Joe Weiss-- Security Unfettered

I want to thank Walt Boyes for allowing me to join this continuing blog. The blogs are my thoughts and sometimes may be provocative. You may or may not agree, but the facts and logic are indisputable. I heartily encourage you to comment.



I want to use this initial blog to set the stage for further discussion. This first blog will focus on the history of control system cyber security as I've lived it. From my perspective as a control system engineer, control system cyber security started about 7 years ago with the AGA Gas SCADA encryption efforts and the advent of the EPRI Enterprise Infrastructure security (EIS) Program. We started the EIS Program in early 2000 without (at least on my part) recognizing a problem really existed. My initial thoughts were that the appropriate technologies such as firewalls and intrusion detection systems already existed and it was our job to simply educate the electric industry about the technologies. Consequently, I helped author the EPRI Primer on control system cyber security for the electric power industry and several associated guidelines. It wasn't until I started attending cyber security meetings (IT since control system cyber security didn't exist) and asking questions that it became evident (at least to me) that the IT security industry did not understand control systems and that their technologies could potential hurt legacy control systems. Since the EIS Program started in 2000 (obviously prior to 9/11), we could not get many utilities interested in spending money to join the program if its focus was national security. Consequently, those utilities and oil companies that joined did so because they thought they had a business case to do so. Interestingly enough, I held two workshops on control system cyber security in Houston at ISA 2001 -the date was 9/10. Attendees included a car component manufacture, a dog food manufacture, electric utilities, oil companies, and others. The term "critical infrastructure" wasn't relevant. The mantra was "these are my most critical business assets". The next day, the world turned upside down, the term "critical infrastructure" became a buzz word, and common sense became uncommon. Until 9/10, prudency ruled where control system engineers looked long and hard at control system reliability and availability and only trusted real control system experts with their systems. From 9/11 on, security became a mystifying term that no longer had a tie to reliability and availability, "instant" experts (IT security types that just learned how to spell SCADA) were required, and the IT security world went into a feeding frenzy.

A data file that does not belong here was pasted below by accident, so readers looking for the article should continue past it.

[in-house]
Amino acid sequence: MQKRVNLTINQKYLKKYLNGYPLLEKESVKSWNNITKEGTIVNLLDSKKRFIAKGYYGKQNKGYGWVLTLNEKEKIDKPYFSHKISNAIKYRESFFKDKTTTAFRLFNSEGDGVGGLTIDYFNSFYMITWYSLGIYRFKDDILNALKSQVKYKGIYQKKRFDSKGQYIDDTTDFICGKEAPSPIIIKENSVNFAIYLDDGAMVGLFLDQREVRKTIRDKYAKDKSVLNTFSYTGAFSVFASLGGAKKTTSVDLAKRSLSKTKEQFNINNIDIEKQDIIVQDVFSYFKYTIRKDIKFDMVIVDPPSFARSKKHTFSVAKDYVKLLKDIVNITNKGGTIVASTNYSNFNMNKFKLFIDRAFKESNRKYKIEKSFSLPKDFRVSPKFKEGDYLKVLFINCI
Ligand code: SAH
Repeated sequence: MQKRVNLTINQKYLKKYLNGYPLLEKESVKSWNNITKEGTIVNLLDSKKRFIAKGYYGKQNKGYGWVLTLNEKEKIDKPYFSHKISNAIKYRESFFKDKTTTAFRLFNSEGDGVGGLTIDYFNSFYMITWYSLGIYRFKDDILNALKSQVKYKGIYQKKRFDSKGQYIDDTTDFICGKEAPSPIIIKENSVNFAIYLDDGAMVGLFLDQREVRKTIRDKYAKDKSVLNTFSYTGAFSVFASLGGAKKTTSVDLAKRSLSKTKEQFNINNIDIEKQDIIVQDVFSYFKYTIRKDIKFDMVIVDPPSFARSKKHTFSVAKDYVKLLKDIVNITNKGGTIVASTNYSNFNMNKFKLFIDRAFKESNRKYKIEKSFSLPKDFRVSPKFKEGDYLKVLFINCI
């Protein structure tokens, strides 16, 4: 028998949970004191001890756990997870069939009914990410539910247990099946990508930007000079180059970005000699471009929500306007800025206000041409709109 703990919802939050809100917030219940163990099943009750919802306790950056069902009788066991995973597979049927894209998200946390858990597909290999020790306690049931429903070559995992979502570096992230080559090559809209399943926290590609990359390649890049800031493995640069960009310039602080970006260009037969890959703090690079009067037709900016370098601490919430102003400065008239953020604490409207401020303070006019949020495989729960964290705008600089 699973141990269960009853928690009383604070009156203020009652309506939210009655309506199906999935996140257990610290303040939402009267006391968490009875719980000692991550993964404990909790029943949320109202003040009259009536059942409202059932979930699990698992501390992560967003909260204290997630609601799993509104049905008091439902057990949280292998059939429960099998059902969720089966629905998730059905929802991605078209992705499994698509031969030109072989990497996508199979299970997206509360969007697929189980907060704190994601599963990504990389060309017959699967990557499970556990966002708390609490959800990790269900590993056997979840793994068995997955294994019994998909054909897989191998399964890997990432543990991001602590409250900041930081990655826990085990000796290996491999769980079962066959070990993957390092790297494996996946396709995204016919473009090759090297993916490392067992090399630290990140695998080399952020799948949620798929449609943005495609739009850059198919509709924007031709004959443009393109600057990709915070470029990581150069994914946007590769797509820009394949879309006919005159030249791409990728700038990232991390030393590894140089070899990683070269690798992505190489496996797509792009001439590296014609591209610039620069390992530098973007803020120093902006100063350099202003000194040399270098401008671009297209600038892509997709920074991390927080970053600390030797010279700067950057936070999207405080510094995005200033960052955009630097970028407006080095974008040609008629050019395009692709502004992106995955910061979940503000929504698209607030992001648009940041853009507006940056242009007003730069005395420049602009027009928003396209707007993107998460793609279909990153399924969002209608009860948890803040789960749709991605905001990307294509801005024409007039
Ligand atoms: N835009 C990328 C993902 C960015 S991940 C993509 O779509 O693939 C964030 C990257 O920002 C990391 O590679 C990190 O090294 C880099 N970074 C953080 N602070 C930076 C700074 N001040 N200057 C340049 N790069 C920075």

I hope to hear from you.